Recently, the Workers’ Compensation Appeals Panel had the opportunity to address how a Medical Impairment Registry physician’s opinion on an anatomical impairment rating may be overcome in the case of Victory v. Bob Duck Wiler d/b/a Custom Concrete Design, (September 8, 2015). In this matter numerous physicians were of the opinion the claimant had nonspecific back pain, no true radiculopathy and did not require back surgery. Ultimately, Dr. Hazlewood subsequently saw the claimant and reached an opinion the claimant had normal findings and no objective findings of radiculopathy. Dr. Hazlewood provided the claimant a 2% permanent anatomical impairment rating to the body as a whole for the lumbar spine injury.

The claimant underwent an independent medical evaluation by Dr. Richard Fishbein. He provided the claimant a 13% permanent anatomical impairment rating to the body as a whole based upon his findings of radiculopathy.

With this differentiation in the impairment ratings apparent the Medical Impairment Registry physician became involved. The Medical Impairment Registry physician, Dr. Robert Landsberg, provided an opinion the claimant retained a 3% permanent anatomical impairment rating to the body as a whole and did not find true radiculopathy either.

The Trial Court determined the employee and his attorney had overcome the presumption of correctness of the Medical Impairment Registry’s physician and held the employee’s anatomical impairment rating was 13% to the body as a whole as defined by Dr. Fishbein. The Court awarded the employee vocational disability of 54% to the body.

On appeal the Appeals Panel held that to overcome the presumption the Medical Impairment Registry physician’s was correct required clear and convincing evidence. The term “clear and convincing evidence” was not defined by the statute which set in place the Medical Impairment Registry process (T.C.A. § 50-6-204(d)(5)) and therefore, they relied upon a Supreme Court decision which held, “clear and convincing evidence means evidence in which there is no serious or substantial doubt about the correctness of the conclusions drawn from the evidence.”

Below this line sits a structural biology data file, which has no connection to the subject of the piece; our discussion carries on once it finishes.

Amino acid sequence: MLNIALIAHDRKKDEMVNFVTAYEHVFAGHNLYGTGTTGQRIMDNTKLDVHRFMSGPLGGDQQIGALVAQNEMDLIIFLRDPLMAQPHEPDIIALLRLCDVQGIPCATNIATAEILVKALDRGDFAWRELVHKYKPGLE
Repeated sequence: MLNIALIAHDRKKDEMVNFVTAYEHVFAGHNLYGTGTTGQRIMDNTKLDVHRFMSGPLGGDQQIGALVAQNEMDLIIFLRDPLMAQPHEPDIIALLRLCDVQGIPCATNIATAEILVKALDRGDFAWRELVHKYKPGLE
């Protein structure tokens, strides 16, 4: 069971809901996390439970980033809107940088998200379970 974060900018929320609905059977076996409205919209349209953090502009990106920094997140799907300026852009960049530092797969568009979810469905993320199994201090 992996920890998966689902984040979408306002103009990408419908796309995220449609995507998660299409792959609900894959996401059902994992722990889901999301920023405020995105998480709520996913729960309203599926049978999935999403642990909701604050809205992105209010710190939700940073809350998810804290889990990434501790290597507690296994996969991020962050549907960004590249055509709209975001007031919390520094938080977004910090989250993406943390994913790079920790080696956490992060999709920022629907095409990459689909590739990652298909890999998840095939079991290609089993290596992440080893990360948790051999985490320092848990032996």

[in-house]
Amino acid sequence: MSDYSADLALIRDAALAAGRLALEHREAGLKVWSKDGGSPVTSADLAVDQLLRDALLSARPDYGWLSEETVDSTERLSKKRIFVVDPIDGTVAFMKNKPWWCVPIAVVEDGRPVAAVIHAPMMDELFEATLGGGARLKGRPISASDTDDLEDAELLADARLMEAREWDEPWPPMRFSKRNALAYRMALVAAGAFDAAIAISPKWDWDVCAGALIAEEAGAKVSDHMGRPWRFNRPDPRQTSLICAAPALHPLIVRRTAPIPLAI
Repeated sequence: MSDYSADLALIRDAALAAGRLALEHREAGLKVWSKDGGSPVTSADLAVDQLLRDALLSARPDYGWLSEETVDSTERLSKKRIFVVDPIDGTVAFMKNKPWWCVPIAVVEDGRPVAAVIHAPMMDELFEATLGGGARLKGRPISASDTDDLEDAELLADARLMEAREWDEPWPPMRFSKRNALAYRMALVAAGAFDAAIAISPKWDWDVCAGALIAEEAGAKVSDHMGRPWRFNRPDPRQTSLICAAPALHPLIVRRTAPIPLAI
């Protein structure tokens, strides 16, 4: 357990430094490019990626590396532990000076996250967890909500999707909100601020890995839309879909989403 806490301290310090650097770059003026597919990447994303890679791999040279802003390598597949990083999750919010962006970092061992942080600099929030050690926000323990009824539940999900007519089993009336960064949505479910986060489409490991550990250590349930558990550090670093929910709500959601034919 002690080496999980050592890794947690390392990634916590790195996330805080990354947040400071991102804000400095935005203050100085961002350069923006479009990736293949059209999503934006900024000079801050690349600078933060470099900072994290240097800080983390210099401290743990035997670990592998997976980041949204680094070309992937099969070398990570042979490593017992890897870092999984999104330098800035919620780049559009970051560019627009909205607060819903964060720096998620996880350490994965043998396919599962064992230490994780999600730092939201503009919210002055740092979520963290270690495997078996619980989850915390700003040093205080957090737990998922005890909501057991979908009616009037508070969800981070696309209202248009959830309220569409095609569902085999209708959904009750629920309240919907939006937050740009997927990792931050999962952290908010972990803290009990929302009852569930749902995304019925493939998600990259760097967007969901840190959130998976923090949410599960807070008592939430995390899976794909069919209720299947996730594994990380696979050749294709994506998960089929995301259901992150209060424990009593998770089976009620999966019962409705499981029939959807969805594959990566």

The Appellate Court, in considering Dr. Fishbein’s testimony, agreed with the characterization of Dr. Fishbein’s testimony as being “unusual.” The Panel determined Dr. Fishbein’s testimony was rambling at times and evasive at others. The Trial Court determined Dr. Fishbein had overcome the Medical Impairment Registry opinion by clear and convincing evidence. The Trial Court found it had seen the employee within the courtroom and was of the opinion the employee had true pain.

With respect to this the Panel held, “whether such a medical condition exists is not a matter that can be determined by observation of a part in the courtroom. It must be decided based on the medical evidence.” With this in mind the Court held the opinion of the Medical Impairment Registry physician had not been overcome by clear and convincing evidence.

Results of this opinion lead to a conclusion that the opinion of the Medical Impairment Registry physician, whether good or bad, will generally be upheld unless there is a presentation of affirmative evidence that an Medical Impairment Registry physician had used an incorrect method to provide a rating or an inappropriate interpretation of the AMA Guidelines. A disagreement between medical experts as to the proper diagnosis of an employee’s condition may not, in and of itself, constitute the clear and convincing evidence needed to overcome the statutory presumption of accuracy afforded a Medical Impairment Registry physician’s impairment rating.